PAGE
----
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Is there a basin-centered gas accumulation in Cotton Valley Group Sandstones, Gulf Coast Basin, U.S.A.?

Bulletin 2184-D

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Abstract

The U.S. Geological Survey (USGS), in cooperation with the U.S. Department of Energy, is reevaluating the resource potential of selected domestic basin-centered gas accumulations. Basin-centered gas accumulations are characterized by presence of gas in extensive low-permeability (tight) reservoirs in which conventional seals and trapping mechanisms are absent, abnormally high or low reservoir pressures exist, and gas-water contacts are absent. In 1995, the USGS assessed one basin-centered gas play and two conventional plays within the trend of Jurassic and Cretaceous Cotton Valley Group fl uvial-deltaic and barrierisland/ strandplain sandstones across the onshore northern Gulf of Mexico Basin. Detailed evaluation of geologic and production data provides new insights into these Cotton Valley plays. Two Cotton Valley sandstone trends are identifi ed based on reservoir properties and gas-production characteristics. Transgressive blanket sandstones across northern Louisiana have relatively high porosity and permeability and do not require fracture stimulation to produce gas at commercial rates. South of this trend, and extending westward into eastern Texas, massive sandstones of the Cotton Valley trend exhibit low porosity and permeability and require fracture stimulation. The high permeability of Cotton Valley blanket sandstones is not conducive to the presence of basin-centered gas, but lowpermeability massive sandstones provide the type of reservoir in which basin-centered gas accumulations commonly occur. Data on source rocks, including burial and thermal history, are consistent with the interpretation of potential basincentered gas within Cotton Valley sandstones. However, pressure gradients throughout most of the blanket- and massivesandstone trends are normal or nearly normal, which is not characteristic of basin-centered gas accumulations. The presence of gas-water contacts in at least seven fi elds across the blanket-sandstone trend together with relatively high permeabilities and high gas-production rates without fracture stimulation indicate that fi elds in this trend are conventional. Within the tight massive-sandstone trend, permeability is suffi ciently low that gas-water transition zones are vertically extensive and gas-water contacts either have not been encountered or are poorly defi ned. With increasing depth through these transition zones, gas saturation decreases and water saturation increases until eventually gas saturations become suffi ciently low that, in terms of ultimate cumulative production, wells are noncommercial. Such progressive increase in water saturation with depth suggests that poorly defi ned gas-water contacts probably are present below the depth at which wells become noncommercial. The interpreted presence of gas-water contacts within the tight, Cotton Valley massive-sandstone trend suggests that gas accumulations in this trend, too, are conventional, and that a basin-centered gas accumulation does not exist within Cotton Valley sandstones in the northern Gulf Basin.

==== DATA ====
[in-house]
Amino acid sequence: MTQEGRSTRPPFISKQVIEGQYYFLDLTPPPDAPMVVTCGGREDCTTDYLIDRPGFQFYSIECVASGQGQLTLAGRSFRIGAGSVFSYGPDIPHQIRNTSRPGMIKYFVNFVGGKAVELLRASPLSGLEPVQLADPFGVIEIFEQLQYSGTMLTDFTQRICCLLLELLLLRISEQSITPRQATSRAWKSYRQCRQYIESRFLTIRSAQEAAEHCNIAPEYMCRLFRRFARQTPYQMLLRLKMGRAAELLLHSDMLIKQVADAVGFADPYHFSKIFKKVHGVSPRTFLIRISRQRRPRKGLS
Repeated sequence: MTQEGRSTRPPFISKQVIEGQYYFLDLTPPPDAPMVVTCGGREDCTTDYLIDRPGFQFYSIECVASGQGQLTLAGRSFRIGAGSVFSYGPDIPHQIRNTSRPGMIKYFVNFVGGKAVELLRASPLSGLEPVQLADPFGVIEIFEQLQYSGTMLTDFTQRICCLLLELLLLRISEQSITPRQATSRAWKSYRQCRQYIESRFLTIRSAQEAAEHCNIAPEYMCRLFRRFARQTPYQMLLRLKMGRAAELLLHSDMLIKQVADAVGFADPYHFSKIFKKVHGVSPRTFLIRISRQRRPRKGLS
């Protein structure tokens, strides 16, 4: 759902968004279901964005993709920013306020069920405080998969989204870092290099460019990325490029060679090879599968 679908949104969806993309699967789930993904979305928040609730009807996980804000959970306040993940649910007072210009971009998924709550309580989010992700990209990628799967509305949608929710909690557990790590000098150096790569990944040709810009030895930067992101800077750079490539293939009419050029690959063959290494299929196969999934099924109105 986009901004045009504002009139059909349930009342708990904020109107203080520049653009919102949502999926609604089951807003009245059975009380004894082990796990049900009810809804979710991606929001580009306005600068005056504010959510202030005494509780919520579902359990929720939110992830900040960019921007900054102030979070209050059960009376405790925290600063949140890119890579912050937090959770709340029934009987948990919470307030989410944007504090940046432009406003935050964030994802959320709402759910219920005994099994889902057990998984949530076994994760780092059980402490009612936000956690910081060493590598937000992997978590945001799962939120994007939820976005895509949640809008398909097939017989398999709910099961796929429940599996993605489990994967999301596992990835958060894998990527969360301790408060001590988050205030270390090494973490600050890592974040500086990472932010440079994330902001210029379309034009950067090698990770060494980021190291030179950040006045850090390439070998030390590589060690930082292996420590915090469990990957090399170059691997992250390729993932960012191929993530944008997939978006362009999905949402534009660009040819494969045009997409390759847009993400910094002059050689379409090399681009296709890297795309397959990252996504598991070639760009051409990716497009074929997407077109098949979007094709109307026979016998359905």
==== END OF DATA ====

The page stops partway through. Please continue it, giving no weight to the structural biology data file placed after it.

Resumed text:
Additional Publication Details

Publication type:
Report
Publication Subtype:
USGS Numbered Series
Title:
Is there a basin-centered gas accumulation in Cotton Valley Group Sandstones, Gulf Coast Basin, U.S.A.?
Series title:
Bulletin
Series number:
2184
Chapter:
D
Edition:
Version 1.0
Year Published:
2002
Language:
ENGLISH
Description:
43 p.